“Environmental Health said it’s mine and the landlord’s job to deal with it. I’ve done more than my fair share and changed entirely how I live even with my severe health problems but one flat out of 18 will not make a difference.
“They seem to have pretty much washed their hands of this case although they are still on the case of cockroach issues after a flat in the building was found to be the source of an infestation, but even this isn’t resolved yet.”
Millie says her health issues prevent her from being able to move at present, adding: “I struggle doing the weekly shop and day to day living, let alone the massive work and stress of moving.”
She has turned to ward councillors Heather Keen and Alan Currie for help and says Cllr Keen has contacted Thanet council’s housing and environmental health teams to push for action.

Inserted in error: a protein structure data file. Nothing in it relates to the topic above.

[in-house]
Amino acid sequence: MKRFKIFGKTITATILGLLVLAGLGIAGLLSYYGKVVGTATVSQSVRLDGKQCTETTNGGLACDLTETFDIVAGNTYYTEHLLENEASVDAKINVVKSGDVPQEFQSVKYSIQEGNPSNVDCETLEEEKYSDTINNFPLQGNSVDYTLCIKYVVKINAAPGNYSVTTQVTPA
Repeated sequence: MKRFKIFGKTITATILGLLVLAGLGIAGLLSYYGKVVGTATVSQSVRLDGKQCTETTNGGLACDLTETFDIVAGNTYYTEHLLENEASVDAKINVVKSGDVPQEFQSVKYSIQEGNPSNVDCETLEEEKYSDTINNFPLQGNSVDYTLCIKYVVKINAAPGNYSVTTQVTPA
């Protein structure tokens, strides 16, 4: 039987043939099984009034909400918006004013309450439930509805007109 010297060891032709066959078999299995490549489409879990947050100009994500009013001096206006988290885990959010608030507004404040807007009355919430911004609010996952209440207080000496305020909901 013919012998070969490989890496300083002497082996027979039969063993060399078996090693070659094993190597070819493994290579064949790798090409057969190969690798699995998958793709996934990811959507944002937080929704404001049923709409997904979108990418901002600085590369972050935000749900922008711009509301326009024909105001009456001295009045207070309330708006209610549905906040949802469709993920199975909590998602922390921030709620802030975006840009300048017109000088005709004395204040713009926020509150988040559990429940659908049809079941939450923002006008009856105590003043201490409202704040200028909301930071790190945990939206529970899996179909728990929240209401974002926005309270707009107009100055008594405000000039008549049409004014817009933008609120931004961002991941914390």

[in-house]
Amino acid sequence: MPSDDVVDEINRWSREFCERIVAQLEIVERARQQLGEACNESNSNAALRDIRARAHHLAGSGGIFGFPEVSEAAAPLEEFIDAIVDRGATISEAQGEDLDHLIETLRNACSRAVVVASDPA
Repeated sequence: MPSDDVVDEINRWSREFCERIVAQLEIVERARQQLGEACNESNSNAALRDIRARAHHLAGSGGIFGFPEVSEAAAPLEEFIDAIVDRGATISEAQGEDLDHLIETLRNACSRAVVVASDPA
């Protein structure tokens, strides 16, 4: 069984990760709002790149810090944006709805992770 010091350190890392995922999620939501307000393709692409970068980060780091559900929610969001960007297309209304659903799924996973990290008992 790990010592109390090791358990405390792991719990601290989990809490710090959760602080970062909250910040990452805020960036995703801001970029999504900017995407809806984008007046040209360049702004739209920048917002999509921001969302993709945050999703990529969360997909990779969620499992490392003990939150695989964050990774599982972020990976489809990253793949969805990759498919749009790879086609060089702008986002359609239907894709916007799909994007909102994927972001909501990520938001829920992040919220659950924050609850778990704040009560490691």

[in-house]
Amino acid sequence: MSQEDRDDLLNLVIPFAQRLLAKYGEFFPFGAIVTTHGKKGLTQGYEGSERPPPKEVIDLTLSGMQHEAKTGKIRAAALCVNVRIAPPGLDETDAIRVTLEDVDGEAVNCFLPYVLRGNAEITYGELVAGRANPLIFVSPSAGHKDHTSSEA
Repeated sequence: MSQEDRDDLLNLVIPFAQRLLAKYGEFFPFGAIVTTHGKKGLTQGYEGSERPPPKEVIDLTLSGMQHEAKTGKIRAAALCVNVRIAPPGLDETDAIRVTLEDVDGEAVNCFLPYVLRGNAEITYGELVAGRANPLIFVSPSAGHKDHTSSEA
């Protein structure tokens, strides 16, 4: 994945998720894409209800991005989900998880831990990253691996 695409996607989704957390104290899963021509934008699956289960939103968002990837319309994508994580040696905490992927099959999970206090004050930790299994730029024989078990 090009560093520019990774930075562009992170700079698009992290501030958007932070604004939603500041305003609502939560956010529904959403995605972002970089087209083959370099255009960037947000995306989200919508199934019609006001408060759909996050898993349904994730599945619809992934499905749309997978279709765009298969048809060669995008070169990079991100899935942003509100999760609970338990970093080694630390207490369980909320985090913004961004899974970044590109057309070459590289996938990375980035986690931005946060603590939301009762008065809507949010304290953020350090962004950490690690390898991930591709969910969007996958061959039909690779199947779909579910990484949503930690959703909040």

Cllr Currie said: “I feel really sorry for Millie, the mouse problem in her flat seemed to have improved but as we have come into winter it has returned and seems as bad as ever. I visited Millie a year ago and immediately contacted Environmental Health, after a couple of visits to the property they told me they had thoroughly investigated the problem and various things were done to deal with the rodent problem.
“The landlord was advised to contact a pest control company, bait and traps were laid, possible rodent entry points blocked and all the other flats in the block were contacted by EH and given advice if they too had the same problem.